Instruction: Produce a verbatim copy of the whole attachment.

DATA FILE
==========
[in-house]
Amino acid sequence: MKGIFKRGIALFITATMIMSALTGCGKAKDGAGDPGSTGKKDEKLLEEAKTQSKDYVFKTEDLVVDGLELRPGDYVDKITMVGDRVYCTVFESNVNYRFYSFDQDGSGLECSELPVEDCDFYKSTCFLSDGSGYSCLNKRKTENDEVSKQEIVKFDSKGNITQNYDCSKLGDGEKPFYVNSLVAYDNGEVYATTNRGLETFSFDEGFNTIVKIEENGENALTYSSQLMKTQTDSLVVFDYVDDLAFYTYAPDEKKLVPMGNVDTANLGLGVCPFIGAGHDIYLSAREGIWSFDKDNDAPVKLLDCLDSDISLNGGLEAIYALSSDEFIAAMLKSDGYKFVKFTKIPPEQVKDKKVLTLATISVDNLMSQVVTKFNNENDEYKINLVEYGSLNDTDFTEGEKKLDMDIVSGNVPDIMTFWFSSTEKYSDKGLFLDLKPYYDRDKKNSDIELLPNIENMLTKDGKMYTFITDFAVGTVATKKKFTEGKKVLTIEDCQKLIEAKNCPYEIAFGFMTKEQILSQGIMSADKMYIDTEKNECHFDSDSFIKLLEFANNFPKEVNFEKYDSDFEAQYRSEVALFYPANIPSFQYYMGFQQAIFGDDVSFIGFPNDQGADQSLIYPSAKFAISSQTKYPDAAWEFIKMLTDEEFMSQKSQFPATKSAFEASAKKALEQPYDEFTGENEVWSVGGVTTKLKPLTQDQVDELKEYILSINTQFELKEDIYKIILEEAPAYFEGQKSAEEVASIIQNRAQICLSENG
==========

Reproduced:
[in-house]
Amino acid sequence: MKGIFKRGIALFITATMIMSALTGCGKAKDGAGDPGSTGKKDEKLLEEAKTQSKDYVFKTEDLVVDGLELRPGDYVDKITMVGDRVYCTVFESNVNYRFYSFDQDGSGLECSELPVEDCDFYKSTCFLSDGSGYSCLNKRKTENDEVSKQEIVKFDSKGNITQNYDCSKLGDGEKPFYVNSLVAYDNGEVYATTNRGLETFSFDEGFNTIVKIEENGENALTYSSQLMKTQTDSLVVFDYVDDLAFYTYAPDEKKLVPMGNVDTANLGLGVCPFIGAGHDIYLSAREGIWSFDKDNDAPVKLLDCLDSDISLNGGLEAIYALSSDEFIAAMLKSDGYKFVKFTKIPPEQVKDKKVLTLATISVDNLMSQVVTKFNNENDEYKINLVEYGSLNDTDFTEGEKKLDMDIVSGNVPDIMTFWFSSTEKYSDKGLFLDLKPYYDRDKKNSDIELLPNIENMLTKDGKMYTFITDFAVGTVATKKKFTEGKKVLTIEDCQKLIEAKNCPYEIAFGFMTKEQILSQGIMSADKMYIDTEKNECHFDSDSFIKLLEFANNFPKEVNFEKYDSDFEAQYRSEVALFYPANIPSFQYYMGFQQAIFGDDVSFIGFPNDQGADQSLIYPSAKFAISSQTKYPDAAWEFIKMLTDEEFMSQKSQFPATKSAFEASAKKALEQPYDEFTGENEVWSVGGVTTKLKPLTQDQVDELKEYILSINTQFELKEDIYKIILEEAPAYFEGQKSAEEVASIIQNRAQICLSENG